Highly energetic cosmic rays reach Earth from all directions and at all times, yet it has been challenging to conclusively identify their sources. Being charged, cosmic rays are easily deflected by interstellar magnetic fields during their propagation and thereby lose any information about where they originated from. On the other hand, highly energetic photons and neutrinos remain undeflected. Observations of high-energy photons and neutrinos are therefore crucial clues towards unravelling the mystery of cosmic-ray sources and accelerators.
Four years ago, the IceCube collaboration announced the identification of the blazar TXS 0506+056 as a source of high-energy cosmic neutrinos, the first of its kind (CERN Courier September 2018 p7). This was one of the early examples of multi-messenger astronomy wherein a high-energy neutrino event detected by IceCube, which was coincident in direction and time with a gamma-ray flare from the blazar, prompted an investigation into this object as a potential astrophysical neutrino source.
In the following years, IceCube made a full-sky scan for point-like neutrino sources, and in 2020, the collaboration found an excess coincident with the Seyfert II galaxy, NGC1068, that was inconsistent with a background-only hypothesis. However, with a statistical significance of only 2.9σ, it was insufficient to claim a detection. In November 2022, after a more detailed analysis with a longer live-time and improved methodologies, the collaboration confirmed NGC1068 to be a point source of high-energy neutrinos at a significance of 4.2σ.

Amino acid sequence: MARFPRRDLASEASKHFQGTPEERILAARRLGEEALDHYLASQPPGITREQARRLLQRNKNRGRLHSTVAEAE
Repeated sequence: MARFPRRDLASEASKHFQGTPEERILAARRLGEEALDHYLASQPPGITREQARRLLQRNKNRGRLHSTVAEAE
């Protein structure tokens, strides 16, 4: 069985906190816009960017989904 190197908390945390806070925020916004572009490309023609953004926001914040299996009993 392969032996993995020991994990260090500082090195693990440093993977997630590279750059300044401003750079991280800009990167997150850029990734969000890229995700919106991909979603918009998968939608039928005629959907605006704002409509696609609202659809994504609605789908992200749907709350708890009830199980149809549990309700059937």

IceCube’s measurements usher in a new era of neutrino astronomy
Messier 77, also known as the Squid Galaxy or NGC1068, is located 47 million light years away in the constellation Cetus and was discovered in 1780. Today, we know it to be an active galaxy: at its centre lies an active galactic nucleus (AGN), which is a luminous and compact region powered by a super massive black hole (SMBH), surrounded by an accretion disk. Specifically, it is a Seyfert II galaxy, which is an active galaxy that is viewed edge-on, with the line-of-sight passing through the accretion region that obscures the centre.
The latest search used data from the fully completed IceCube detector. Several calibrations and alignments were also made to the data-acquisition procedure and an advanced event reconstruction algorithm was deployed. The search was conducted in the Northern Hemisphere of the sky, i.e. by detecting neutrinos from “below”, so that Earth could screen background atmospheric muons.
Three different searches were carried out to locate possible point-like neutrino sources. The first involved scanning the sky for a statistically significant excess over background, while the other two used a catalogue of 110 sources that was developed in the 2020 study, the difference between the two being the statistical methods used. The results showed an excess of 79+22–20 muon–neutrino events, with the main contribution coming from neutrinos in the energy range of 1.5 to 15 TeV, while the all-flavour flux is expected to be a factor of three higher. All the events contributing to the excess were well-reconstructed within the detector, with no signs of anomalies, and the results were found not to be dominated by just one or a few individual events. The results were also in line with phenomenological models that predict the production of neutrinos and gamma rays in sources such as NGC1068.
IceCube’s measurements usher in a new era of neutrino astronomy and take researchers a step closer to understanding not only the origin of high-energy cosmic rays but also the immense power of massive black holes, such as the one residing inside NGC1068.
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M G Aartsen et al. 2020 Phys. Rev. Lett. 124 051103.